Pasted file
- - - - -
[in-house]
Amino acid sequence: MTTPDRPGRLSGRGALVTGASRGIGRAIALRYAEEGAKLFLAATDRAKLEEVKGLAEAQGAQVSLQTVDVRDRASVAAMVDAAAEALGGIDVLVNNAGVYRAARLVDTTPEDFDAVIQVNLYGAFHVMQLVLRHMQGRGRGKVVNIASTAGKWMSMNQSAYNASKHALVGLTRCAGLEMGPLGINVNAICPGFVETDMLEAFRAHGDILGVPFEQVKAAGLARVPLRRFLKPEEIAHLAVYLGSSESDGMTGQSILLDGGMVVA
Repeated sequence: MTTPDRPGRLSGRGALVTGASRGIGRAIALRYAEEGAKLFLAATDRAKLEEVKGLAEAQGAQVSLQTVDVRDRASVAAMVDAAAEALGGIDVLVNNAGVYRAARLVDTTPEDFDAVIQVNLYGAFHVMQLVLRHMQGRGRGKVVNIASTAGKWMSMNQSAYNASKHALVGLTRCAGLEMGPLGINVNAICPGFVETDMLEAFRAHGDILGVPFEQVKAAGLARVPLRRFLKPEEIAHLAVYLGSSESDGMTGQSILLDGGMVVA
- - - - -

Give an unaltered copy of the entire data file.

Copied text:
[in-house]
Amino acid sequence: MTTPDRPGRLSGRGALVTGASRGIGRAIALRYAEEGAKLFLAATDRAKLEEVKGLAEAQGAQVSLQTVDVRDRASVAAMVDAAAEALGGIDVLVNNAGVYRAARLVDTTPEDFDAVIQVNLYGAFHVMQLVLRHMQGRGRGKVVNIASTAGKWMSMNQSAYNASKHALVGLTRCAGLEMGPLGINVNAICPGFVETDMLEAFRAHGDILGVPFEQVKAAGLARVPLRRFLKPEEIAHLAVYLGSSESDGMTGQSILLDGGMVVA
Repeated sequence: MTTPDRPGRLSGRGALVTGASRGIGRAIALRYAEEGAKLFLAATDRAKLEEVKGLAEAQGAQVSLQTVDVRDRASVAAMVDAAAEALGGIDVLVNNAGVYRAARLVDTTPEDFDAVIQVNLYGAFHVMQLVLRHMQGRGRGKVVNIASTAGKWMSMNQSAYNASKHALVGLTRCAGLEMGPLGINVNAICPGFVETDMLEAFRAHGDILGVPFEQVKAAGLARVPLRRFLKPEEIAHLAVYLGSSESDGMTGQSILLDGGMVVA